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On September 7, 199 years ago, Dom Pedro I stood on the banks of the Ipiranga River and declared, “Independence or Death,” vowing to liberate his country from Portuguese rule. As Brazil celebrated its Independence Day on Tuesday, President Jair Bolsonaro issued a very different rallying cry, telling thousands of supporters marching in the streets of São Paulo, “There are three options for me: be jailed, killed or victorious. I’m letting the scoundrels know: I’ll never be imprisoned!”

Brazil’s Independence Day demonstrations marked the escalation of a political crisis that for months has pitted the president against the Supreme Court. Facing the real possibility of an electoral rout next year – presumed challenger and former President Luiz Inácio Lula da Silva has a double-digit lead in the polls – Bolsonaro is casting doubt on the electoral process itself. Without offering proof, he has repeatedly claimed that Brazil’s electronic voting system is a “farce,” demanded paper ballots, attacked the Supreme Court and its justices and threatened that he might not accept defeat.

In an attempted show of political strength amid plummeting approval numbers, Bolsonaro called on his supporters to take to the streets on Independence Day to defend “liberty,” and urged them to march on the Brazilian Congress and Supreme Court. The president, who has loosened gun control measures, told his base, “those who are armed will never be slaves,” and advised, “if you want peace, get ready for war.” Observers feared September 7 could be Brazil’s January 6.

Those fears did not become reality. Attempts to break through police lines guarding government buildings in Brasília failed. There were no major clashes between pro- and anti-government demonstrators. Active duty members of the military police largely refrained from participating in the protests, despite concerns over Bolsonarismo in the ranks.

The political fallout from the demonstrations is less clear. Several hundred thousand supporters turned out in Brasilia, São Paulo and other cities – a testament to the loyalty of Bolsonaro’s base – but the crowds were far smaller than Bolsonaro’s promise of 2 million in the streets of São Paulo alone. It was perhaps not the show of popular force Bolsonaro desired, but neither was it a clear repudiation of the president and his politics.

For now, Bolsonaro likely retains enough support to avoid impeachment. Nevertheless, his increasingly confrontational and antidemocratic rhetoric – including a statement that he would “no longer comply” with rulings issued by Supreme Court Justice Alexandre de Moraes – has revived efforts by the opposition to remove him from office. Pro-impeachment protests are in the works, including one planned for November 15, the day commemorating the birth of the Brazilian republic. Speaker of the House Arthur Lira has given no indication he will bring any of the more than 130 impeachment petitions to the floor. Instead, on Wednesday, he called for the president and Supreme Court to put an end to their “infinite negative loop” of conflict. That said, while impeachment is unlikely, there are signs some members of the center-right Centrão, a key part of the governing coalition in Congress, might break with the president ahead of the 2022 elections.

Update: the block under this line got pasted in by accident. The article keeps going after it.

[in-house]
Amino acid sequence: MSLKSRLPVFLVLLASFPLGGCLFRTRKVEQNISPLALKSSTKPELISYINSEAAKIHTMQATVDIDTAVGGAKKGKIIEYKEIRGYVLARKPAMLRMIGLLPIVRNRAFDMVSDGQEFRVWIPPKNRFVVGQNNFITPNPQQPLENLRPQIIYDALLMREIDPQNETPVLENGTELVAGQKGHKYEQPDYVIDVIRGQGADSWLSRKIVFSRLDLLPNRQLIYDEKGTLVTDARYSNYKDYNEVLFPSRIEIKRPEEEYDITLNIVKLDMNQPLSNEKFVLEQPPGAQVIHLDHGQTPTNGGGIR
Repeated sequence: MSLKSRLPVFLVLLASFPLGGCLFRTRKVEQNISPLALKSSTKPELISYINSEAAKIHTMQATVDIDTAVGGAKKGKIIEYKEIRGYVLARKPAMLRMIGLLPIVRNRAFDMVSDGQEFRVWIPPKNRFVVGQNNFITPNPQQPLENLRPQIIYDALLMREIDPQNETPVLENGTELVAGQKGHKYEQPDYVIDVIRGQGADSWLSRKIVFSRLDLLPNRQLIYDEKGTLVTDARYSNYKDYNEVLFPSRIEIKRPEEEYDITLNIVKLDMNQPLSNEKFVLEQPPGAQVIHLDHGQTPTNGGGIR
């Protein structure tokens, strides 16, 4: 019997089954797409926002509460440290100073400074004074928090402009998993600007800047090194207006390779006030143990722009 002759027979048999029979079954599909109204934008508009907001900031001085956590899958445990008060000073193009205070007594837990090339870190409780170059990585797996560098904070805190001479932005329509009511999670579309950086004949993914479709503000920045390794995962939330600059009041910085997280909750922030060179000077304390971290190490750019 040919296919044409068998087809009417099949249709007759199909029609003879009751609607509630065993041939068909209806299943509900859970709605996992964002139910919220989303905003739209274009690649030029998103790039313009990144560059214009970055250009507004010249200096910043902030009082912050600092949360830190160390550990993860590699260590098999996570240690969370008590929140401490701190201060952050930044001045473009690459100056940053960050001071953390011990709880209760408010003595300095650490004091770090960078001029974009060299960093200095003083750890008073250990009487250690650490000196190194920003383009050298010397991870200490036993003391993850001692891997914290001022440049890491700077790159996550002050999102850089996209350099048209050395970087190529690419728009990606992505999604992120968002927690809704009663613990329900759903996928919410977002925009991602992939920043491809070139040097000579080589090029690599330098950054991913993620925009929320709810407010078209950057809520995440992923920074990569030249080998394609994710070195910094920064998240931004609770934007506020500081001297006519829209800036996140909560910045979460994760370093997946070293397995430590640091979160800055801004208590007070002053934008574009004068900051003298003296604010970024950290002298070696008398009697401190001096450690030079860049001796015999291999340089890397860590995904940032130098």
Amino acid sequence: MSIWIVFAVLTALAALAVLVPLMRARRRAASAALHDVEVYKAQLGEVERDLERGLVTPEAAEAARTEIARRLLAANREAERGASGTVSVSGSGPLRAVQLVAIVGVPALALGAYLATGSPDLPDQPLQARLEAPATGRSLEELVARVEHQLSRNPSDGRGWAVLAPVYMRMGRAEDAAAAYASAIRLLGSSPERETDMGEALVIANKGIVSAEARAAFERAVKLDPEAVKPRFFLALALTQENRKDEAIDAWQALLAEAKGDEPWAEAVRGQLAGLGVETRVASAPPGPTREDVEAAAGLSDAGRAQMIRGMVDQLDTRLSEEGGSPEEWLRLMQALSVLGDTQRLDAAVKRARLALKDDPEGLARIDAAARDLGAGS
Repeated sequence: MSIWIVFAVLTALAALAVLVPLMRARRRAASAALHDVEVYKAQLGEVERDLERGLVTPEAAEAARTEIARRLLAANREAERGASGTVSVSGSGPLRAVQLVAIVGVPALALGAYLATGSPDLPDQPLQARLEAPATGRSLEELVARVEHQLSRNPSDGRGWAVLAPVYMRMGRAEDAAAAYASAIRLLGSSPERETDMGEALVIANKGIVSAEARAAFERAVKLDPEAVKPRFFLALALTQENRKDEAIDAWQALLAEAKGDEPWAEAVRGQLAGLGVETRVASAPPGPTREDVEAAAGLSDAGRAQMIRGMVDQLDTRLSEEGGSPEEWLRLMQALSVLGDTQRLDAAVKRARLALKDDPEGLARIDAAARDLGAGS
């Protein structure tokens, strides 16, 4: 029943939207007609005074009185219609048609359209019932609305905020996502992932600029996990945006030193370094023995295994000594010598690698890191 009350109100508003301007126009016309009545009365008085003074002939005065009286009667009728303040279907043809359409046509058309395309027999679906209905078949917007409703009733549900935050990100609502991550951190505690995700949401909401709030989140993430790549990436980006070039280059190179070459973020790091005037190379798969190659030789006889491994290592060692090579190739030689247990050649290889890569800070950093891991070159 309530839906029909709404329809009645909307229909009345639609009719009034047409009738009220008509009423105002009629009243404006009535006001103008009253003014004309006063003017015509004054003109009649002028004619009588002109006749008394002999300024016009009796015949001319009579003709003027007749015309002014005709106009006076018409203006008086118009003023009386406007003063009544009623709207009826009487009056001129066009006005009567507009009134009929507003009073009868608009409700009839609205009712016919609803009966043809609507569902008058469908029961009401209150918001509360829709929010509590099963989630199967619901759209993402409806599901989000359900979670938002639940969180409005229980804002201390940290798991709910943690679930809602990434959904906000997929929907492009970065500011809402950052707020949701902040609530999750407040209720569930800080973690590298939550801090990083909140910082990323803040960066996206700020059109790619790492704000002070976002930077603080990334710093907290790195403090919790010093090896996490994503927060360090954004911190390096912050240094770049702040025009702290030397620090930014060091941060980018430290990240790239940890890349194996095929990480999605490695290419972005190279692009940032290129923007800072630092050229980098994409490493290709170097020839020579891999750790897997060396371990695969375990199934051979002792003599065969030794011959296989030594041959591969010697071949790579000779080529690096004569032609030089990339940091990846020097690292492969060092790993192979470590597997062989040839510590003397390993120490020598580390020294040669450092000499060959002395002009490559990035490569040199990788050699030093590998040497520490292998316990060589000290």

With 13 months until the October 2022 presidential election, it seems unlikely either Bolsonaro or the Supreme Court will back down. For the Supreme Court, the fight is existential; it cannot back down without losing credibility, as a court’s power lies in its independence and its equal treatment of all citizens. Indeed, Chief Justice Luiz Fux issued a clear warning on Wednesday, “the Supreme Court will not tolerate threats to the authority of its rulings.” Encouraging noncompliance with court rulings, he said, is a “crime of responsibility,” and an impeachable offense. Bolsonaro is also fighting for survival; not only is his political future on the line, but his defeat would leave his sons vulnerable to investigations into alleged corruption and crimes related to the spread of disinformation through social media.

Facing widespread criticism, Bolsonaro made a tactical retreat on Thursday, saying that his attacks on Supreme Court justices were done "in the heat of the moment" and promising to resolve any conflicts through institutional means. But Brazil still faces the prospect of prolonged political crisis and uncertainty. Brazil now faces the prospect of prolonged political crisis and uncertainty. Brazilian democracy has proven its resilience over the years and indeed, a dramatic breakdown is unlikely. Much more likely, and harder to counter, is the continued erosion of public faith in Brazil’s democratic institutions. Bolsonaro’s actions and rhetoric are exacerbating this worrisome trend, especially among his supporters. However, should the political class, preoccupied by the deepening political crisis, fail to respond to the economic and social needs of struggling citizens, there will be plenty of blame to go around.

About the Author

Anna (Anya) Prusa

Anya Prusa

Former Slater Family Fellow (2020-21) & Senior Associate, Brazil Institute;
Senior Director, Albright Stonebridge Group
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